Olfactory Groove Meningioma

The Mount Sinai Health System specializes in diagnosing and treating olfactory groove meningiomas, which are benign growths that form deep in the cranial cavity between the brow and nose in the front part of the base of the skull. Our multidisciplinary team of physicians has the experience to provide a range of options for management and care during all stages of treatment. We develop individualized treatment plans based on the location, size, and grade of the tumor as well as your age and health.

Olfactory groove meningiomas are typically non-cancerous and represent about 10 percent of all meningiomas, according to the American Brain Tumor Association (ABTA). They are almost always Grade I, under the World Health Organization’s classification of meningiomas.

If you have an olfactory groove meningioma, you probably will not experience any symptoms until the tumor grows to a large size. Tumors in this location may cause symptoms such as loss of smell and taste, blurred vision, memory loss, headaches, fatigue, nausea and vomiting, and personality changes. Since symptoms are not always present, we often do not find olfactory groove meningiomas until we perform a magnetic resonance imaging (MRI) scan for an unrelated reason.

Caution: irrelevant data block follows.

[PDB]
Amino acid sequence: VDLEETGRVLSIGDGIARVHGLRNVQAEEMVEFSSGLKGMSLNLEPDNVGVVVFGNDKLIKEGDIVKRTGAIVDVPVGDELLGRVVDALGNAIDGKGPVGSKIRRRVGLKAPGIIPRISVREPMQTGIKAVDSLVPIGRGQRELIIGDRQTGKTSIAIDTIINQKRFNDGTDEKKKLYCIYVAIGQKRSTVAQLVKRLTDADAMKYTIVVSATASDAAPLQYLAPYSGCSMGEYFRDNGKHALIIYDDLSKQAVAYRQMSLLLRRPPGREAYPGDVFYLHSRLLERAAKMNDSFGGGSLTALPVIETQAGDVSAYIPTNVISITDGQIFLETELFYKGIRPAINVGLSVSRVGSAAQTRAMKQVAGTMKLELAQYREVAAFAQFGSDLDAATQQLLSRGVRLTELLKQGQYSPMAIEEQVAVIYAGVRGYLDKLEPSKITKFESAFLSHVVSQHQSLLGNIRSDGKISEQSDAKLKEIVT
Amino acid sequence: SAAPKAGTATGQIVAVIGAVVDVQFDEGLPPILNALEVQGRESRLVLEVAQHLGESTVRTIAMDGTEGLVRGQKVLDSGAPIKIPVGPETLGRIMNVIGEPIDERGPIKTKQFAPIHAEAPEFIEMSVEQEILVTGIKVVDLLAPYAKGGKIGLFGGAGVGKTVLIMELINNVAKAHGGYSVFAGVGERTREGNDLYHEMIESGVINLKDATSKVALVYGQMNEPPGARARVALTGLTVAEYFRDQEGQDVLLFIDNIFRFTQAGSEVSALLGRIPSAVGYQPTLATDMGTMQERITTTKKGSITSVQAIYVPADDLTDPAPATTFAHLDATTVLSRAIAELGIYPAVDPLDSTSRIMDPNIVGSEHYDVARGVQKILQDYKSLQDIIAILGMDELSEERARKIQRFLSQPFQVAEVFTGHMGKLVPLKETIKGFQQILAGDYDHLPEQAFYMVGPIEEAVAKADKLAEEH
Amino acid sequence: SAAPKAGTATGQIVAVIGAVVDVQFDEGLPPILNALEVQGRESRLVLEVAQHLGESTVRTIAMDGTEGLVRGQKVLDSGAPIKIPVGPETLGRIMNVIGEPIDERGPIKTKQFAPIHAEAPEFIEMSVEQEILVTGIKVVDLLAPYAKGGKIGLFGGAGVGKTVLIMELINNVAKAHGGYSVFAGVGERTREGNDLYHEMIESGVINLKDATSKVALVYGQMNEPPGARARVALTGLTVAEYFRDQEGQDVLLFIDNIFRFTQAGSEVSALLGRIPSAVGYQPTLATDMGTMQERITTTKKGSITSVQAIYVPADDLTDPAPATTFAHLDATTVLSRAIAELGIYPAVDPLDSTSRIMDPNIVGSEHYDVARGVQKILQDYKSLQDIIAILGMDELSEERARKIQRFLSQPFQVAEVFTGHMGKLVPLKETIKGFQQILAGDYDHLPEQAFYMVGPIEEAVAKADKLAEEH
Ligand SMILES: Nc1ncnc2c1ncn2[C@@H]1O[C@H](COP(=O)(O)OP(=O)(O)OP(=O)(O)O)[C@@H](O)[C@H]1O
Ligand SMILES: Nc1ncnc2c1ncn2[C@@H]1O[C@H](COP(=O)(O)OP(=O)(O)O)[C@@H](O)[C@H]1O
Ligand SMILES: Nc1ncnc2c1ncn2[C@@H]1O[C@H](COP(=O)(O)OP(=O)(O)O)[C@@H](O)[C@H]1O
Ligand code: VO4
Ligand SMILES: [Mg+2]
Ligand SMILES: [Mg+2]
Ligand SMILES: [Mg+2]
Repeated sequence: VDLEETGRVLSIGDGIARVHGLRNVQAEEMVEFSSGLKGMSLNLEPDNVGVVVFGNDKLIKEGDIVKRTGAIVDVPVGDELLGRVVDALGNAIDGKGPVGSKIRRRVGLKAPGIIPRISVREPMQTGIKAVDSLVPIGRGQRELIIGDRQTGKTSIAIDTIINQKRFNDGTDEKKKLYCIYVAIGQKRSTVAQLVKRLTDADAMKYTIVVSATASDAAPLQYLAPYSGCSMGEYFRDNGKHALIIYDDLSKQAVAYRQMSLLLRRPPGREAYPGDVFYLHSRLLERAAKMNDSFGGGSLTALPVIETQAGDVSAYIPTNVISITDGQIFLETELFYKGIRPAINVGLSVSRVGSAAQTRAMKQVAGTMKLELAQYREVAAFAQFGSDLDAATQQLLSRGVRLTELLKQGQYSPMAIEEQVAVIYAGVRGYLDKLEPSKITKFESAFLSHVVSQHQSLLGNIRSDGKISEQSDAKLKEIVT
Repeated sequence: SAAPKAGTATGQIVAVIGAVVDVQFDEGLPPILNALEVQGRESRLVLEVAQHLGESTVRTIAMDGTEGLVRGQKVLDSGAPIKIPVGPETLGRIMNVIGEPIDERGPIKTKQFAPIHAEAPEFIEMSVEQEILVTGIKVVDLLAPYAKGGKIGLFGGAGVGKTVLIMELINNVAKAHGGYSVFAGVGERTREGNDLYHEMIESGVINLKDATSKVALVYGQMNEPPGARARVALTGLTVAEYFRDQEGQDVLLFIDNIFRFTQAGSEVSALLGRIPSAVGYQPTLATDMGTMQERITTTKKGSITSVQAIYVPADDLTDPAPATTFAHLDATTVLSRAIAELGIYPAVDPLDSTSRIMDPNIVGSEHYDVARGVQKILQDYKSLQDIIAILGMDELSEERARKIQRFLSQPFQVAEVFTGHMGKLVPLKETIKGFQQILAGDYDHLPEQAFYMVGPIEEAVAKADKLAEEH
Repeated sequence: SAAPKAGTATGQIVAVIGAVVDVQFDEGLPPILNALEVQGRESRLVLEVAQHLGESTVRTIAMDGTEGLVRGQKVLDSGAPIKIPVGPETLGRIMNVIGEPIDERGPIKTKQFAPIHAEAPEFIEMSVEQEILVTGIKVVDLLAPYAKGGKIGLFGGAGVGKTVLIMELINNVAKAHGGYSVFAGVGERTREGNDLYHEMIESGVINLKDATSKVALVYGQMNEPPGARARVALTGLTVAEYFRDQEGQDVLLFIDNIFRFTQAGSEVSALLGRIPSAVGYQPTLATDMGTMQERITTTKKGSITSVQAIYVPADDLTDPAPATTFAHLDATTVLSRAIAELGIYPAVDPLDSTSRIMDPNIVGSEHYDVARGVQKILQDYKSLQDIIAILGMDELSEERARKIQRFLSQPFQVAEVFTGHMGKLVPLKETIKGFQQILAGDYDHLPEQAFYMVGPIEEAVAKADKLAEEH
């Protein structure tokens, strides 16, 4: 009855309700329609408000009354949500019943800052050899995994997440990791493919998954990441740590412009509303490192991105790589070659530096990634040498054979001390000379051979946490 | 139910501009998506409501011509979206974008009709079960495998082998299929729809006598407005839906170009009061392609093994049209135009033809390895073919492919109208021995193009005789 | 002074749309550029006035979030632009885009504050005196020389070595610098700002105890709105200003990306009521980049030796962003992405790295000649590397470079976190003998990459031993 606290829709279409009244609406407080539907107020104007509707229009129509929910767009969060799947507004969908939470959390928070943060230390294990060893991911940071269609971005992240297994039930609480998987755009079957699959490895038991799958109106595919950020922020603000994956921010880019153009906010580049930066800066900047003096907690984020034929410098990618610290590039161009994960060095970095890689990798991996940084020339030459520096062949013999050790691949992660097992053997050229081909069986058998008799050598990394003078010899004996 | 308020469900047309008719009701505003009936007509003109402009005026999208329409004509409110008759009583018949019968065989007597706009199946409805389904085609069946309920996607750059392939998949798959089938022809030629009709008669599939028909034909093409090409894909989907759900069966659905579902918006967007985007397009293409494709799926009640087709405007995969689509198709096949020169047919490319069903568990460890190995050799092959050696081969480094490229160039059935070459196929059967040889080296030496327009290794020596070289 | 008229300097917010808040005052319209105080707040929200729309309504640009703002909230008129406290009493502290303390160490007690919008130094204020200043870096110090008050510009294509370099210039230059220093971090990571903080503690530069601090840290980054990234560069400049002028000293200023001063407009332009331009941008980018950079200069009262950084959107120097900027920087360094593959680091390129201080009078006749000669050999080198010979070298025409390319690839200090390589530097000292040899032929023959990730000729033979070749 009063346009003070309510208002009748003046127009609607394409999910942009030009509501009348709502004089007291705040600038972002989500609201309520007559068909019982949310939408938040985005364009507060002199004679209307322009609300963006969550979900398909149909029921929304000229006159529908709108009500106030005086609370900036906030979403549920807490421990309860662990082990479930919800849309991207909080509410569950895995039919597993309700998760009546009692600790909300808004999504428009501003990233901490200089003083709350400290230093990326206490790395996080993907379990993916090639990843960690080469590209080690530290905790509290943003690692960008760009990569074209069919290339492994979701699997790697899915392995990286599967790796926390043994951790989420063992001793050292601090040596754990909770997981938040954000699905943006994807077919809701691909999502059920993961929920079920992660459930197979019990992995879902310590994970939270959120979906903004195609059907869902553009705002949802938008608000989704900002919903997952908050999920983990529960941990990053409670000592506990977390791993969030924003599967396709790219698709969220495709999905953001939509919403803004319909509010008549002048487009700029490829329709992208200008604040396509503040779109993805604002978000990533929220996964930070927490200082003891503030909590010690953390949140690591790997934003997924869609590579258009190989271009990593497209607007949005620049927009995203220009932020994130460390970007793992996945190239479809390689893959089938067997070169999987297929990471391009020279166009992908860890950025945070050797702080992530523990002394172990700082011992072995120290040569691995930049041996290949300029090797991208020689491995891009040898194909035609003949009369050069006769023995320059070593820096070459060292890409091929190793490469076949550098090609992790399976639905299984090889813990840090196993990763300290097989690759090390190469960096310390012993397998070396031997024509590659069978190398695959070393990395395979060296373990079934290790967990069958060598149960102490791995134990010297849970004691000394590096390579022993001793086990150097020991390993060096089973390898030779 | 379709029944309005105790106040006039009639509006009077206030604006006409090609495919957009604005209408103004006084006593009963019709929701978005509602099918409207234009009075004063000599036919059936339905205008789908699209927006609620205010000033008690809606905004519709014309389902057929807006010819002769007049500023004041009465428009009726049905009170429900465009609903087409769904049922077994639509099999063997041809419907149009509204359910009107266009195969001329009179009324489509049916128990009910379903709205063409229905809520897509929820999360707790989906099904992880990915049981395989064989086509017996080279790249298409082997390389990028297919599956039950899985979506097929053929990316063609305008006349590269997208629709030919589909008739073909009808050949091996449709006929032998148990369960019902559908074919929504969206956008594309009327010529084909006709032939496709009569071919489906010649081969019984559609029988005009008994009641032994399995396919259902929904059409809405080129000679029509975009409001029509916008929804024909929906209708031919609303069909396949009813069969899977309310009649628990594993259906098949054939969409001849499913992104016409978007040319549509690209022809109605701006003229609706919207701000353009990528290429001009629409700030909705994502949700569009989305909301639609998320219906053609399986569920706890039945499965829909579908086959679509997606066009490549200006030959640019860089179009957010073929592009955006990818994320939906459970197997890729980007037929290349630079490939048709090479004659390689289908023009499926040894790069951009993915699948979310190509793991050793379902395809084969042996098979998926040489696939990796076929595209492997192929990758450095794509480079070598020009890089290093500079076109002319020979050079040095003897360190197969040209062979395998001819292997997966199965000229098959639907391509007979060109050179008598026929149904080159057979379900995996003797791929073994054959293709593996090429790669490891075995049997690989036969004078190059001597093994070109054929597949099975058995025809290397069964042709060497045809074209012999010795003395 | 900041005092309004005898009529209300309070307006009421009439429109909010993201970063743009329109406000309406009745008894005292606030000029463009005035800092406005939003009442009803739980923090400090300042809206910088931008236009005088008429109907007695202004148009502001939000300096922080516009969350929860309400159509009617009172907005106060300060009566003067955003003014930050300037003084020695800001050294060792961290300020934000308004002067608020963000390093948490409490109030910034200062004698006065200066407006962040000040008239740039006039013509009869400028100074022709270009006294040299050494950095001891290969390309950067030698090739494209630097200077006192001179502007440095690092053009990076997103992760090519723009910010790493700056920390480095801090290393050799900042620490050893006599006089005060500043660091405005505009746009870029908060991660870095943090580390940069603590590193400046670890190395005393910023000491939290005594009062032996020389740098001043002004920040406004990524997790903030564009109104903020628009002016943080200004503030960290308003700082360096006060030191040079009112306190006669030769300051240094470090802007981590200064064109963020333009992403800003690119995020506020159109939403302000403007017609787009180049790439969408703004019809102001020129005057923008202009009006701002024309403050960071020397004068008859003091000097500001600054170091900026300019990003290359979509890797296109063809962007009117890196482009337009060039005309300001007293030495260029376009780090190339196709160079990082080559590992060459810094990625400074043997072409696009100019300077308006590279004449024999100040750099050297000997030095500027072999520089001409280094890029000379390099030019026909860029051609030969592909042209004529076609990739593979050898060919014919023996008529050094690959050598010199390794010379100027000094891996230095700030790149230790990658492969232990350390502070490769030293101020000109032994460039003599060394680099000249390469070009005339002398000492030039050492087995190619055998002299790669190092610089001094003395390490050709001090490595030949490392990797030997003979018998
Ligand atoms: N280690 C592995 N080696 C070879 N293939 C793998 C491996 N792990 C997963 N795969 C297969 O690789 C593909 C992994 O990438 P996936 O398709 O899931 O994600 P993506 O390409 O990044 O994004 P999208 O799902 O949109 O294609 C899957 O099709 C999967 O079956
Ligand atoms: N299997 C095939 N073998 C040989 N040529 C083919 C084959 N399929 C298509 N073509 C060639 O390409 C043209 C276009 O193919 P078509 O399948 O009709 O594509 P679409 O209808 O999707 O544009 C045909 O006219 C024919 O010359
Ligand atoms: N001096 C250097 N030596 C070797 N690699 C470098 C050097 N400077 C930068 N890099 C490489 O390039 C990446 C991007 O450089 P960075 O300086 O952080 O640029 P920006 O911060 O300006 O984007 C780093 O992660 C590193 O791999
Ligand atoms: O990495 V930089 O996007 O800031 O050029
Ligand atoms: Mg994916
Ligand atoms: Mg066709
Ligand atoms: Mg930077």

Treatment Available

Depending on the tumor itself and your health, we consider several treatment approaches. If you have other medical conditions, we may take a conservative approach, such as frequent imaging and observation.  

A more traditional approach is performing surgical removal (resection) of the tumor. We can use minimally invasive techniques such as transnasal endoscopic surgery (removal through the nose) for small tumors that we can reach easily. Another option is a craniotomy, which involves removing part of the skull, resecting the tumor, then putting the skull bone back in place. Once we remove the tumor, only about five percent of resected benign meningiomas recur, according to the ABTA.

We encourage you to get up and walk as soon as possible after the procedure, but you should avoid heavy lifting. Your neurosurgeon will see you within a week or two after the procedure.  Recovery times vary, based on your overall health and the tumor’s size, location, and growth rate. We might be able to discharge you within one to three days after the procedure, though a more involved surgery might require a longer hospital stay.